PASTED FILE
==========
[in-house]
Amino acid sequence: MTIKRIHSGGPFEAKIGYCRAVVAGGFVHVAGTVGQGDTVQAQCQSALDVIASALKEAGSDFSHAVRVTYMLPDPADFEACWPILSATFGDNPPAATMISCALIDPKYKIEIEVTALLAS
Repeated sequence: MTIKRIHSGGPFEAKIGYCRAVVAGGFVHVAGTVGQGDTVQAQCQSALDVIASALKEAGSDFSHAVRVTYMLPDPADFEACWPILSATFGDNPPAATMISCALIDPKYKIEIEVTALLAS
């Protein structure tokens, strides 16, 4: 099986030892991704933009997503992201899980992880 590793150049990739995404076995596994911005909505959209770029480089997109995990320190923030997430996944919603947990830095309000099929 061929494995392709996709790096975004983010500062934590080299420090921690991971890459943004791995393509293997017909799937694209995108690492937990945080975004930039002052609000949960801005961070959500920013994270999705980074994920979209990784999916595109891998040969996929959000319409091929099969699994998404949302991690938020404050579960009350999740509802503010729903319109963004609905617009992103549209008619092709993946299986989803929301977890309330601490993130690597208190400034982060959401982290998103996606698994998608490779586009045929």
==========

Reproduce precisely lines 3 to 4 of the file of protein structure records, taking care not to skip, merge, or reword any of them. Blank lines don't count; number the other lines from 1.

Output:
Repeated sequence: MTIKRIHSGGPFEAKIGYCRAVVAGGFVHVAGTVGQGDTVQAQCQSALDVIASALKEAGSDFSHAVRVTYMLPDPADFEACWPILSATFGDNPPAATMISCALIDPKYKIEIEVTALLAS
């Protein structure tokens, strides 16, 4: 099986030892991704933009997503992201899980992880 590793150049990739995404076995596994911005909505959209770029480089997109995990320190923030997430996944919603947990830095309000099929 061929494995392709996709790096975004983010500062934590080299420090921690991971890459943004791995393509293997017909799937694209995108690492937990945080975004930039002052609000949960801005961070959500920013994270999705980074994920979209990784999916595109891998040969996929959000319409091929099969699994998404949302991690938020404050579960009350999740509802503010729903319109963004609905617009992103549209008619092709993946299986989803929301977890309330601490993130690597208190400034982060959401982290998103996606698994998608490779586009045929």